Now several praetorships being vacant, it was all men's opinion, that that of the chiefest dignity, which is called the praetorship of the city, would be conferred either upon Brutus or Cassius; and some say that, there having been some little difference upon former accounts between them, this competition set them much more at variance, though they were connected in their families, Cassius having married Junia, the sister of Brutus. Others say that the contention was raised between them by Caesar's doing, who had privately given each of them such hopes of his favor as led them on, and provoked them at last into this open competition and trial of their interest. Brutus had only the reputation of his honor and virtue to oppose to the many and gallant actions performed by Cassius against the Parthians. But Caesar, having heard each side, and deliberating about the matter among his friends, said, "Cassius has the stronger plea, but we must let Brutus be first praetor." So another praetorship was given to Cassius; the gaining of which could not so much oblige him, as he was incensed for the loss of the other. And in all other things Brutus was partaker of Caesar's power as much as he desired; for he might, if he had pleased, have been the chief of all his friends, and had authority and command beyond them all, but Cassius and the company he met with him drew him off from Caesar. Indeed, he was not yet wholly reconciled to Cassius, since that competition which was between them; but yet he gave ear to Cassius's friends, who were perpetually advising him not to be so blind as to suffer himself to be softened and won upon by Caesar, but to shun the kindness and favors of a tyrant, which they intimated that Caesar showed him, not to express any honor to his merit or virtue, but to unbend his strength, and undermine his vigor of purpose.
Neither was Caesar wholly without suspicion of him nor
wanted informers that accused Brutus to him; but he feared, indeed, the high
spirit and the great character and the friends that he had, but thought himself
secure in his moral disposition. When it was told him that
And this, some say, was the chief provocation that stirred up Cassius to conspire against Caesar; but they are much in the wrong. For Cassius had from his youth a natural hatred and rancor against the whole race of tyrants, which he showed when he was but a boy, and went to the same school with Faustus, the son of Sylla; for, on his boasting himself amongst the boys, and extolling the sovereign power of his father, Cassius rose up and struck him two or three boxes on the ear; which when the guardians and relations of Faustus designed to inquire into and to prosecute, Pompey forbade them, and, sending for both the boys together, examined the matter himself. And Cassius then is reported to have said thus, "Come, then, Faustus, dare to speak here those words that provoked me, that I may strike you again as I did before." Such was the disposition of Cassius.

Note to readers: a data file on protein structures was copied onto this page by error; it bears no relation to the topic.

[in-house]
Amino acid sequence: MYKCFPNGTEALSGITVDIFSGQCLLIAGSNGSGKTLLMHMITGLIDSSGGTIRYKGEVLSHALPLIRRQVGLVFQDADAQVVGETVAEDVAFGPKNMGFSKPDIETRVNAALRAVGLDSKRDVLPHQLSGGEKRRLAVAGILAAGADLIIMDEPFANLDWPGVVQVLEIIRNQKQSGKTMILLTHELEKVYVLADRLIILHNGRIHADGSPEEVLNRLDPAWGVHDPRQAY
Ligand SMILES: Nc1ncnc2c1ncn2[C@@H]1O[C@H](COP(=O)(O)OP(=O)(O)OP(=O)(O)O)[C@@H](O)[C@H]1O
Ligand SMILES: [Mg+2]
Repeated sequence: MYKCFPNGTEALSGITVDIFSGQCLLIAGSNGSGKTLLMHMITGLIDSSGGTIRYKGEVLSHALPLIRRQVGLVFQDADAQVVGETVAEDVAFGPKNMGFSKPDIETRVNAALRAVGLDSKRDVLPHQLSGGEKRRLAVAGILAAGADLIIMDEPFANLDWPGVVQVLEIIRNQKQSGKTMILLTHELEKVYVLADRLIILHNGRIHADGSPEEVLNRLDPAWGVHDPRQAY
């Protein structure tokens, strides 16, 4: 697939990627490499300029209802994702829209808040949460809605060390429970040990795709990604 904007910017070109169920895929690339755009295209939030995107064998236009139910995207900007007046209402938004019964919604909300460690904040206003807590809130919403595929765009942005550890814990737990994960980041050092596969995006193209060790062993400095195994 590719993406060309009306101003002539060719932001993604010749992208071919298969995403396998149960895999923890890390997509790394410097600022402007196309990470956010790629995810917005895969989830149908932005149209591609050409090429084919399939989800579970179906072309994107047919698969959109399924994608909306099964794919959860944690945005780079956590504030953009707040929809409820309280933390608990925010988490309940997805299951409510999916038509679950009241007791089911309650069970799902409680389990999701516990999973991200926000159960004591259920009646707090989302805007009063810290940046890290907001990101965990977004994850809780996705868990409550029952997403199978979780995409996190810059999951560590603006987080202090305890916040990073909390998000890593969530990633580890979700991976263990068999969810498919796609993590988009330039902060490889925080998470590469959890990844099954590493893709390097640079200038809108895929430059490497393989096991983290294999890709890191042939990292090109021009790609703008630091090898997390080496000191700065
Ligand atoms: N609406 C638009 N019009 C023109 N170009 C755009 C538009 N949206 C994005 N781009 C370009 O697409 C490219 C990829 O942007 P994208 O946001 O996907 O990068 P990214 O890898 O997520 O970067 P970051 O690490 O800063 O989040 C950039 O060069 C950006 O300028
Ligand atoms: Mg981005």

But Brutus was roused up and pushed on to the undertaking by many persuasions of his familiar friends, and letters and invitations from unknown citizens. For under the statue of his ancestor Brutus, that overthrew the kingly government, they wrote the words, "O that we had a Brutus now!" and, "O that Brutus were alive!" And Brutus's own tribunal, on which he sat as praetor, was filled each morning with writings such as these: "You are asleep, Brutus," and, "You are not a true Brutus." Now the flatterers of Caesar were the occasion of all this, who, among other invidious honors which they strove to fasten upon Caesar, crowned his statues by night with diadems, wishing to incite the people to salute him king instead of dictator. But quite the contrary came to pass, as I have more particularly related in the life of Caesar.
When Cassius went about soliciting friends to engage in this
design against Caesar, all whom he tried readily consented, if Brutus would be
head of it; for their opinion was that the enterprise wanted not hands or
resolution, but the reputation and authority of a man such as he was, to give
as it were the first religious sanction, and by his presence, if by nothing
else, to justify the undertaking; that without him they should go about this
action with less heart, and should lie under greater suspicions when they had
done it, for, if their cause had been just and honorable, people would be sure
that Brutus would not have refused it. Cassius, having considered these things
with himself, went to Brutus, and made him the first visit after their falling
out; and after the compliments of reconciliation had passed, and former
kindnesses were renewed between them, he asked him if he designed to be present
in the senate on the Calends of March, for it was discoursed, he said, that